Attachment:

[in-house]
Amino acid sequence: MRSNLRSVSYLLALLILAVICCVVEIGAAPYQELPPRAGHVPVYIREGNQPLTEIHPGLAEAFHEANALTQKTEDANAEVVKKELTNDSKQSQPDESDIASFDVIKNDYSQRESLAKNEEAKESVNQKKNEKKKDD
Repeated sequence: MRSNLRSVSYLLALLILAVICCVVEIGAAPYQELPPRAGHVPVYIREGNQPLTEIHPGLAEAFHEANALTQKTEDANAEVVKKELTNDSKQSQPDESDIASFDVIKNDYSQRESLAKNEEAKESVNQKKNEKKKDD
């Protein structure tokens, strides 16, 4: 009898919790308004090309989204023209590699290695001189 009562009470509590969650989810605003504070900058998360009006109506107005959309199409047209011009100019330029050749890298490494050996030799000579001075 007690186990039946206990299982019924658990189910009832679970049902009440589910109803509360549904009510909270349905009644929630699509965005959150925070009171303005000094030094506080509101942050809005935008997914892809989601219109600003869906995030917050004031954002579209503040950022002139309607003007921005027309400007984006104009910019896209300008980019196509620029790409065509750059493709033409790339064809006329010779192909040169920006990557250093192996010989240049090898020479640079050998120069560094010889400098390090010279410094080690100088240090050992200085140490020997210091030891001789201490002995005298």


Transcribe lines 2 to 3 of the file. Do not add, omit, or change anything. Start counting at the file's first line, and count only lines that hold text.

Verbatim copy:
Amino acid sequence: MRSNLRSVSYLLALLILAVICCVVEIGAAPYQELPPRAGHVPVYIREGNQPLTEIHPGLAEAFHEANALTQKTEDANAEVVKKELTNDSKQSQPDESDIASFDVIKNDYSQRESLAKNEEAKESVNQKKNEKKKDD
Repeated sequence: MRSNLRSVSYLLALLILAVICCVVEIGAAPYQELPPRAGHVPVYIREGNQPLTEIHPGLAEAFHEANALTQKTEDANAEVVKKELTNDSKQSQPDESDIASFDVIKNDYSQRESLAKNEEAKESVNQKKNEKKKDD